While Eric Hosmer has been spinning his tires out of the gate, his buddy Mike Moustakas has been happily pounding the ball with pretty good consistency. He’s actually gotten better as the season’s gone along, hitting .231/.250/.436 in his first 10 games and .412/.500/.647 in his past 10. For a guy that stumbled early on following his call-up in 2011, that’s a great sign.
Just to dig a bit deeper, though, those stats don’t show the whole picture. While Mike’s hit better in the second 10 games, he hit more doubles in the first 10 games (five of his total seven). He also hit one of his three home runs during that period, so it’s not as though that was all a wash. He just has 5 more hits in the same number of plate appearances in games 11-20, and that drives up his line. Still productive and nice to see, but just keep that in mind. And compared to last season, when he had an isolated slugging percentage of .104, his current .219 is much more encouraging and in line with what he did in the minors.
The biggest difference is that Mike has been striking out less and walking more:
First 10 games: 10 K, 0 BB
Games 11-20: 5 K, 5 BB
That’s a substantial difference. When you consider that Mike had 22 walks and 51 strikeouts in 365 plate appearances last year (6.0% BB, 14.0% K), his performance in the last 10 games has really shone (12.5% BB, 12.5% K). Now, will that continue in that pattern? Probably not, but it’s good to see that the discipline to take walks is there. Whereas his most likely result in the first 10 games was to strikeout (18.75%), it’s been a single since then (25%).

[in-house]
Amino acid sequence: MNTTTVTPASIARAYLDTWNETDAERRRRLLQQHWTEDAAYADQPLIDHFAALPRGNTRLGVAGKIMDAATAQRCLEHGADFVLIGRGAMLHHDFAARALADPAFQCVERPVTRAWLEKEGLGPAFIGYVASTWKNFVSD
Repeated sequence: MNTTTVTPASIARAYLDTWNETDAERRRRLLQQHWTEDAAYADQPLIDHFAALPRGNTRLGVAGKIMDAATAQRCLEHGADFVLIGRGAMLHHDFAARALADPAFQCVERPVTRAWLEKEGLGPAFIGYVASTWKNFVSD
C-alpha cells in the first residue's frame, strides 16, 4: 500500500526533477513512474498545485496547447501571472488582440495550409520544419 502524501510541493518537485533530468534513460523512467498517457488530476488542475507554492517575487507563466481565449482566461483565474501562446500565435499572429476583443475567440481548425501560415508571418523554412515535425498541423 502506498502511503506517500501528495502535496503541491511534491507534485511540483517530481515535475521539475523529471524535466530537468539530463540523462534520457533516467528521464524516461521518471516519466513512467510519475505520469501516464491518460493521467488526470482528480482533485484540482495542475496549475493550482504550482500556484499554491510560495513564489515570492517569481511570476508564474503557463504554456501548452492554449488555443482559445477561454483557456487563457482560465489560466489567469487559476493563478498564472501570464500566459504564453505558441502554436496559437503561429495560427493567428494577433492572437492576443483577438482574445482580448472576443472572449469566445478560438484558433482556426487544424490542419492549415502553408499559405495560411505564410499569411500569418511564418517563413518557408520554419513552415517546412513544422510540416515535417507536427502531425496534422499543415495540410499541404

It’s hard to say exactly what has made the difference in his hitting line. I can think of a bunch of theories about what pitch types he’s seeing (fewer fastballs and more sliders/changeups) or some Seitzer-induced magic. I could mention that he’s swinging more outside the zone this year and making more contact…but that defies logic on results. Or maybe I could simply say that his BABIP is a smooth .444 in his last 10 games versus a .286 in his first 10 (Hosmer’s is .164 so far this season if you were wondering).
I think it’s best to say that Mike is enjoying some success right now and we can attribute at least some of it to drawing more walks and striking out less often. It’s too early to make a full analysis of what he’s doing, what’s changed from last season, and whether he’ll play like his late season self for the rest of 2012, but for now, just enjoy what he’s doing and the fact that he’s hitting. Hopefully, he’ll keep it up when Hosmer inevitably starts hitting again.
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